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Social Sciences

Climate-smart landscapes for promoting sustainability of Pacific Island agricultural systems

Project Code: ASEM/2016/101
Budget:
A$1,614,078
Research Program Manager: Dr. Jayne Curnow
Project Leader: Dr. Eloise Biggs - University of Western Australia
Duration:
JAN 2018
2019
DEC 2021
Project Status: Legally Committed/Active
Map
map_asem-2016-101
Key partners
Ministry of Agriculture and Food, Forests and Fisheries
Secretariat of the Pacific Community
Stockholm Environment Institute - Asia
The University of Auckland
University of Sydney
University of the South Pacific
DOCUMENTS

Overview

This project is developing a collaborative geospatial platform that will facilitate identification of climate-smart landscape adaptation responses. 

Many people in Fiji and Tonga rely on services derived from landscape resources, including agriculture, forestry, livestock, and fishing, for their livelihoods. This makes them acutely vulnerable to the impacts of climate change and variability. 

The agriculture sector has been identified as a sector for growth to support economic development and poverty alleviation in both countries. Policy and development project interventions are being implemented to follow this growth-orientated vision for agriculture. Yet it is important that these interventions do not undermine rural livelihoods or sustainability, threaten climate resilience or exacerbate existing climate vulnerabilities or landscape degradation.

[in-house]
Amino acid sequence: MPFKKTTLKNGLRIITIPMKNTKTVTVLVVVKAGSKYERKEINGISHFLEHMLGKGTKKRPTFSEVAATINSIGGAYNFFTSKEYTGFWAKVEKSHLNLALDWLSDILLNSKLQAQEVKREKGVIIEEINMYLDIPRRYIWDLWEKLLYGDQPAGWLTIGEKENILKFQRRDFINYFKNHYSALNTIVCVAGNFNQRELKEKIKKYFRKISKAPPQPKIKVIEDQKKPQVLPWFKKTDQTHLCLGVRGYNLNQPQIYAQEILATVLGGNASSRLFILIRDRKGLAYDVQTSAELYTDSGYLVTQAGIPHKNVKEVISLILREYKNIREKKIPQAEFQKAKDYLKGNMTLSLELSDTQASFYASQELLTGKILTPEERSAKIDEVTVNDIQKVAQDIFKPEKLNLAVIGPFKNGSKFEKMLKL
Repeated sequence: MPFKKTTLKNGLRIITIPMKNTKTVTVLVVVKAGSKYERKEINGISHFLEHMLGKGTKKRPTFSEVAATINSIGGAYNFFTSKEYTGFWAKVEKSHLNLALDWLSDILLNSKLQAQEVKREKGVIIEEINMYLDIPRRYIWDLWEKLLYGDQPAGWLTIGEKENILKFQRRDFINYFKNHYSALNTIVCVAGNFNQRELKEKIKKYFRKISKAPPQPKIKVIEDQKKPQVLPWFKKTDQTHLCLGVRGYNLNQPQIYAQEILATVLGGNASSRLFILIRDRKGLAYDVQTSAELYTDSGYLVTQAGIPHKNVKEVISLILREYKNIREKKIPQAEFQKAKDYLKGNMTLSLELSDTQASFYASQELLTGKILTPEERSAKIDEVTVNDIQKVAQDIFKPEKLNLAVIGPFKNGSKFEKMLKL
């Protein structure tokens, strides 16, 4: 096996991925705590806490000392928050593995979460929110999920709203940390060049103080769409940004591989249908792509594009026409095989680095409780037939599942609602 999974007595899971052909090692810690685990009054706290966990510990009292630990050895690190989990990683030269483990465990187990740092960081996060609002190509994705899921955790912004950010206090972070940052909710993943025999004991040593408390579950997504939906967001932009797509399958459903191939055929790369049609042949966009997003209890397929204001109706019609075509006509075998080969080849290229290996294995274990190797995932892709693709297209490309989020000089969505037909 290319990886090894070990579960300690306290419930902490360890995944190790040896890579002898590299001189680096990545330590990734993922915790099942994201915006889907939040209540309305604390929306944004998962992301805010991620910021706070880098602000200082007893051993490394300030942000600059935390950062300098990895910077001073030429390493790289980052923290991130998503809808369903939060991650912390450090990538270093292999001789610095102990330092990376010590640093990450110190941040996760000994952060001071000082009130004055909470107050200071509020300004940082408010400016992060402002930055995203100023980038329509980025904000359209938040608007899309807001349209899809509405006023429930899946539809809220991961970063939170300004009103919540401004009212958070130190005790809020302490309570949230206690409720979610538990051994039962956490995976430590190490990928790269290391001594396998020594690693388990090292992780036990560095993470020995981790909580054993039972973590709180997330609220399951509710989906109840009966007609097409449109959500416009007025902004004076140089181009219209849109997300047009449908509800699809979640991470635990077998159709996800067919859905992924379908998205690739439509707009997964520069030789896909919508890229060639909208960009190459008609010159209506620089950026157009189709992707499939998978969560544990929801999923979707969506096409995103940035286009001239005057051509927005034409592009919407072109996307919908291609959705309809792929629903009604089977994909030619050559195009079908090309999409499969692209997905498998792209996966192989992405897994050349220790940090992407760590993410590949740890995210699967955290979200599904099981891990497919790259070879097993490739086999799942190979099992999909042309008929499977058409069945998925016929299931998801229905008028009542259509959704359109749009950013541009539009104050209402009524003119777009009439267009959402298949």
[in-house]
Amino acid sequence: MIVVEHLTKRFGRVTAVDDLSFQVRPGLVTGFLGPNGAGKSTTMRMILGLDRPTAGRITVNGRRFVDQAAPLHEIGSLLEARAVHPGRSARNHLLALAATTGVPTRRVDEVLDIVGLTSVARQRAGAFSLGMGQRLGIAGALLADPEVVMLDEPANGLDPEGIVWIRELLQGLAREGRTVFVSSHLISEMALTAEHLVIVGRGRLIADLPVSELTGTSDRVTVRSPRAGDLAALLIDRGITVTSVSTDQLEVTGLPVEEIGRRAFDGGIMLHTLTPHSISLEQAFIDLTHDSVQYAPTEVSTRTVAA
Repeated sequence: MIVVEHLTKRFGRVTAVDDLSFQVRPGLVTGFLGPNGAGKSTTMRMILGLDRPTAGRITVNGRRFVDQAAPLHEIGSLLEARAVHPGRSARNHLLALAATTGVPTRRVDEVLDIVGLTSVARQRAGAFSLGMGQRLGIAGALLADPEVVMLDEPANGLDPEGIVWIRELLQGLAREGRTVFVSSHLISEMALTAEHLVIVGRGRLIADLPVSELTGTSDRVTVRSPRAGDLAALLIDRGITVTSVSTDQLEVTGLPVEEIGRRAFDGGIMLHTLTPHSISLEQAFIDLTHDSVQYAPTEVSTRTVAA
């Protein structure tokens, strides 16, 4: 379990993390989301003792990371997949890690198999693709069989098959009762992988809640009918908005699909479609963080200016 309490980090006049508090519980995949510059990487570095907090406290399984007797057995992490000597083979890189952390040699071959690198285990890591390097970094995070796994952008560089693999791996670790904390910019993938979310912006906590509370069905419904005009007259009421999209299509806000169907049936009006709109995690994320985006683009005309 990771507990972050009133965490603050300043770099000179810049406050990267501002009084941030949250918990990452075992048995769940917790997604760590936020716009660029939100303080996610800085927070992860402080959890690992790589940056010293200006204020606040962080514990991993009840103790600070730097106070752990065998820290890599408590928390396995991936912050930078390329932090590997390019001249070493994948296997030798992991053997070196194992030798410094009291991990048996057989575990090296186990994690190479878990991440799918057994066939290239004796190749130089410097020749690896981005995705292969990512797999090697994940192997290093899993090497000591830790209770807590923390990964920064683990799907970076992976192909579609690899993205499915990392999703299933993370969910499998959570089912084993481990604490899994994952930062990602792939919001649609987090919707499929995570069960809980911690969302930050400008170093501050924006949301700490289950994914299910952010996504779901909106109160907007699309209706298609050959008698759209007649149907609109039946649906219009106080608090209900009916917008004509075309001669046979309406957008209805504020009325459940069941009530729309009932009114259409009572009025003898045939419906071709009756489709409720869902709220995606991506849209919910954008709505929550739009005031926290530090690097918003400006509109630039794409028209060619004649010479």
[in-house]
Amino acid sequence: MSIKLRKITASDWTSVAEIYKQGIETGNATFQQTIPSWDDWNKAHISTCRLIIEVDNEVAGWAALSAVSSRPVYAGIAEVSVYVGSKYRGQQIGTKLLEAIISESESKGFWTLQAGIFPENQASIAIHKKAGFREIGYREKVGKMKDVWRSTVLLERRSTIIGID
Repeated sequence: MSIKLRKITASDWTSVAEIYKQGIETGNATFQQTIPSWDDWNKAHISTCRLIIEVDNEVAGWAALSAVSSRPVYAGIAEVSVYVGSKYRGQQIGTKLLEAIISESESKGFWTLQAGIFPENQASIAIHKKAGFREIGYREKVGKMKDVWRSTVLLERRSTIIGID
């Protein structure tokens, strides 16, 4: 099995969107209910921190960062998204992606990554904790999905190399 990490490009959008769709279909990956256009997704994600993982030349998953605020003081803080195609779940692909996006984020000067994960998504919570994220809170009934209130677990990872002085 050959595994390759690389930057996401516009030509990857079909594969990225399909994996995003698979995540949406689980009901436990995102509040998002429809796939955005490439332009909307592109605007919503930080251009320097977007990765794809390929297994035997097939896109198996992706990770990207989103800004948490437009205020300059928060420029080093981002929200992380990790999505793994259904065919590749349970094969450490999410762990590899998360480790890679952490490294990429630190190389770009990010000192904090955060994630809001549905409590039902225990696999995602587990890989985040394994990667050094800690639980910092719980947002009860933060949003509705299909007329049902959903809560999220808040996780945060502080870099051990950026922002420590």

Collaborative mapping approaches, which draw upon principles of participatory mapping, geospatial science and participatory action research, have been used to capture the complexities of livelihood-landscape interactions. These approaches also empower community members with respect to environmental decision-making. However, several limitations have been identified with contemporary mapping approaches. This project seeks to address that.  

Expected project outcomes

  • Community capacity enhanced to: gather and use geospatial information; visualise and assess coping capacity to climate stressors; and capture and archive their climate-livelihoods-landscape knowledge.
  • Higher-level stakeholder capacity enhanced to: use geospatial data for understanding community livelihoods and landscapes; and recognise where landscape interventions could address climate impacts with respect to differing community groups (e.g. men/women).
  • Communication capacity enhanced to increase communication between communities and higher-level stakeholders, and to ensure better targeting of climate adaptation policy/projects within the landscape.